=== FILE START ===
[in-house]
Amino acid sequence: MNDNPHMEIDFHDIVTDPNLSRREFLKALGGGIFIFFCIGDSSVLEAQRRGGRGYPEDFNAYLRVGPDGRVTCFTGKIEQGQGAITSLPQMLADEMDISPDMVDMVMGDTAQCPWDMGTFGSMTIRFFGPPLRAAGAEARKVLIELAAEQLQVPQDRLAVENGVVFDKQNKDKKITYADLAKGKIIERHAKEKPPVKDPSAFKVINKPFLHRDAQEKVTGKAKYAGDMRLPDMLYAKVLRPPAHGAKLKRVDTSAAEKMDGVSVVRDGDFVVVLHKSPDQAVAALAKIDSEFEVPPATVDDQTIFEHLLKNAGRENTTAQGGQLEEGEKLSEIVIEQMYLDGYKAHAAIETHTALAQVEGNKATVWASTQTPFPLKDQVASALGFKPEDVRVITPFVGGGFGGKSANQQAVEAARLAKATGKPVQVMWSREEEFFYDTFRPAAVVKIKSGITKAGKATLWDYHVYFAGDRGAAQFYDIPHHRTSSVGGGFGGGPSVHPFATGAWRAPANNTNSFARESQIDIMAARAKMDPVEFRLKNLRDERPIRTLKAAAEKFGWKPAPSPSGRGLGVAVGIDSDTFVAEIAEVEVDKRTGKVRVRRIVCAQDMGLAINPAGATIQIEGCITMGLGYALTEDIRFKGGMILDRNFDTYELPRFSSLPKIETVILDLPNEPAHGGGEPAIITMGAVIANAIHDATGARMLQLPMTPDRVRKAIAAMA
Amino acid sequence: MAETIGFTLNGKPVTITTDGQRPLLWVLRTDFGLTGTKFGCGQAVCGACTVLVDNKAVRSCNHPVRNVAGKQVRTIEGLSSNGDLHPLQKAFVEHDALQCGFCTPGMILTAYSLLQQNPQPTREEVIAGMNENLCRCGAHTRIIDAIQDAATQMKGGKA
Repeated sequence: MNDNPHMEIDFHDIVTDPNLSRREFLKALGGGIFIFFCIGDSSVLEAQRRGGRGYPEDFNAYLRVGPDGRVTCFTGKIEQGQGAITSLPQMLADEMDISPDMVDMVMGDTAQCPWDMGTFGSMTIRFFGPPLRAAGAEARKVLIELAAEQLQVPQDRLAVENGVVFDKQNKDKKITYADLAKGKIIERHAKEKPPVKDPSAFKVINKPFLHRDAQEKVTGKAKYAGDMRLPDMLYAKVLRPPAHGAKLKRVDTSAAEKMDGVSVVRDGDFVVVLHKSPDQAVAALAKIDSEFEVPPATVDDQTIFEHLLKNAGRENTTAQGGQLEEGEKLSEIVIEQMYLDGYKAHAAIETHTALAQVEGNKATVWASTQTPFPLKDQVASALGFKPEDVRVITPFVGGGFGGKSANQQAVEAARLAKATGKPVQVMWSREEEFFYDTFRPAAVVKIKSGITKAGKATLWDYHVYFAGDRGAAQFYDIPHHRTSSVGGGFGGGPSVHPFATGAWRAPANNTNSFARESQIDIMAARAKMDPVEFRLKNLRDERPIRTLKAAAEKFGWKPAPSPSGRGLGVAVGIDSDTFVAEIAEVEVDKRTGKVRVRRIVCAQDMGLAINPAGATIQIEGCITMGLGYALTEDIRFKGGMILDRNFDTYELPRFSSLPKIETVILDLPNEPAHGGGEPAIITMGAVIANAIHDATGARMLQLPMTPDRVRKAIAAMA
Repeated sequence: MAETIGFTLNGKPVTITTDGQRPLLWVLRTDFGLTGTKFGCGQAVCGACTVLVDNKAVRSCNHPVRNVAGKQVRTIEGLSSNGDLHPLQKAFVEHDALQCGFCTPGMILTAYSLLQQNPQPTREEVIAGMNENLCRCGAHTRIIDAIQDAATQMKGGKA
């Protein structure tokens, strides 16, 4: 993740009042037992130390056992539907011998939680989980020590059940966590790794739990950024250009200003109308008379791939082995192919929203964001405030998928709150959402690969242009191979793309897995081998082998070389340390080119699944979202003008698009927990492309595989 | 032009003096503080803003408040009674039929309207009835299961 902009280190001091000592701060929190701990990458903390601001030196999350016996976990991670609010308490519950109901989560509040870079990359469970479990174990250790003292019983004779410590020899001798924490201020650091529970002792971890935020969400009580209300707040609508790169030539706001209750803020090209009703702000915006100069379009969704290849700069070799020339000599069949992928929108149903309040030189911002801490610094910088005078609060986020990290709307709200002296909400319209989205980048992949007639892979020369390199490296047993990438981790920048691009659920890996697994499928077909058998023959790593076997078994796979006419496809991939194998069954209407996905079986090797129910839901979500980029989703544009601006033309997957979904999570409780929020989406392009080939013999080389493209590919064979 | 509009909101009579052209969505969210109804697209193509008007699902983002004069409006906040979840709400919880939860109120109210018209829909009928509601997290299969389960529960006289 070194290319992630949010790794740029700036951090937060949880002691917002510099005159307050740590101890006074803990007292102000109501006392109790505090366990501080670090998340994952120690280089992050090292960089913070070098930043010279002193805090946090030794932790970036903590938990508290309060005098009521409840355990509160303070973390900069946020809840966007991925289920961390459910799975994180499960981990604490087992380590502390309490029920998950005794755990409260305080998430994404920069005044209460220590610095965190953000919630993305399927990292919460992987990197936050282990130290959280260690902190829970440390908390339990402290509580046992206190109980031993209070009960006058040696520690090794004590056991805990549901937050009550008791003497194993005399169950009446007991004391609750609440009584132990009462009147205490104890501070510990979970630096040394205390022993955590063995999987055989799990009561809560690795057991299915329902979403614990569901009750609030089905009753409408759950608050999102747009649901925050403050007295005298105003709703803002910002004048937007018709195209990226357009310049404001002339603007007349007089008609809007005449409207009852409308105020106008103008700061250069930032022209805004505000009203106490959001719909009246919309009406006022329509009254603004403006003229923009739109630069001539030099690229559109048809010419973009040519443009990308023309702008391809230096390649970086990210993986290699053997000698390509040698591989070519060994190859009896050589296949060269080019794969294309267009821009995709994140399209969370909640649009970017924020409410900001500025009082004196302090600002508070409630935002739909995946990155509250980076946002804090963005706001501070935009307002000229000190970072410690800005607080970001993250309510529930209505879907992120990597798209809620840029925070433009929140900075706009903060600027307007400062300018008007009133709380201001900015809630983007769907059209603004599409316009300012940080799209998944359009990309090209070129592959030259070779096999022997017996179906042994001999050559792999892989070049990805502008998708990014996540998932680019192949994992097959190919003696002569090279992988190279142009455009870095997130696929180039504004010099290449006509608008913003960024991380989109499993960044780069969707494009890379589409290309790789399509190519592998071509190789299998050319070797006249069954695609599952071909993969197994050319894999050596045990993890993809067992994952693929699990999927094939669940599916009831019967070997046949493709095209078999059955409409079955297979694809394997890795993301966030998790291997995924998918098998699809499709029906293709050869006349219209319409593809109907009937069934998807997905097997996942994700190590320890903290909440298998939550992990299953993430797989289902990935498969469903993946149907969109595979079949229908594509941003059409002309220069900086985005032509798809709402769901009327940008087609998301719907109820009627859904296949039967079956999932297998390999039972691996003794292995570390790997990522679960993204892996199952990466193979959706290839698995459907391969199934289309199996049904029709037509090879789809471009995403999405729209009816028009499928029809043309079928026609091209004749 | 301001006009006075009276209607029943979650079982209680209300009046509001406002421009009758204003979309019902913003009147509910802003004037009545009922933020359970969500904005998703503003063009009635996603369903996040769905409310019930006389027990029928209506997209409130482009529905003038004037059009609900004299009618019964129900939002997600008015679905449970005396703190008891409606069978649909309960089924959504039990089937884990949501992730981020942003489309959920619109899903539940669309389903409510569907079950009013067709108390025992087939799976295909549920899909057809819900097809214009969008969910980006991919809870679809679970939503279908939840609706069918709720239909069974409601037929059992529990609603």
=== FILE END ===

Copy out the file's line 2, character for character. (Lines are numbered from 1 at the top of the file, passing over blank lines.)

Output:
Amino acid sequence: MNDNPHMEIDFHDIVTDPNLSRREFLKALGGGIFIFFCIGDSSVLEAQRRGGRGYPEDFNAYLRVGPDGRVTCFTGKIEQGQGAITSLPQMLADEMDISPDMVDMVMGDTAQCPWDMGTFGSMTIRFFGPPLRAAGAEARKVLIELAAEQLQVPQDRLAVENGVVFDKQNKDKKITYADLAKGKIIERHAKEKPPVKDPSAFKVINKPFLHRDAQEKVTGKAKYAGDMRLPDMLYAKVLRPPAHGAKLKRVDTSAAEKMDGVSVVRDGDFVVVLHKSPDQAVAALAKIDSEFEVPPATVDDQTIFEHLLKNAGRENTTAQGGQLEEGEKLSEIVIEQMYLDGYKAHAAIETHTALAQVEGNKATVWASTQTPFPLKDQVASALGFKPEDVRVITPFVGGGFGGKSANQQAVEAARLAKATGKPVQVMWSREEEFFYDTFRPAAVVKIKSGITKAGKATLWDYHVYFAGDRGAAQFYDIPHHRTSSVGGGFGGGPSVHPFATGAWRAPANNTNSFARESQIDIMAARAKMDPVEFRLKNLRDERPIRTLKAAAEKFGWKPAPSPSGRGLGVAVGIDSDTFVAEIAEVEVDKRTGKVRVRRIVCAQDMGLAINPAGATIQIEGCITMGLGYALTEDIRFKGGMILDRNFDTYELPRFSSLPKIETVILDLPNEPAHGGGEPAIITMGAVIANAIHDATGARMLQLPMTPDRVRKAIAAMA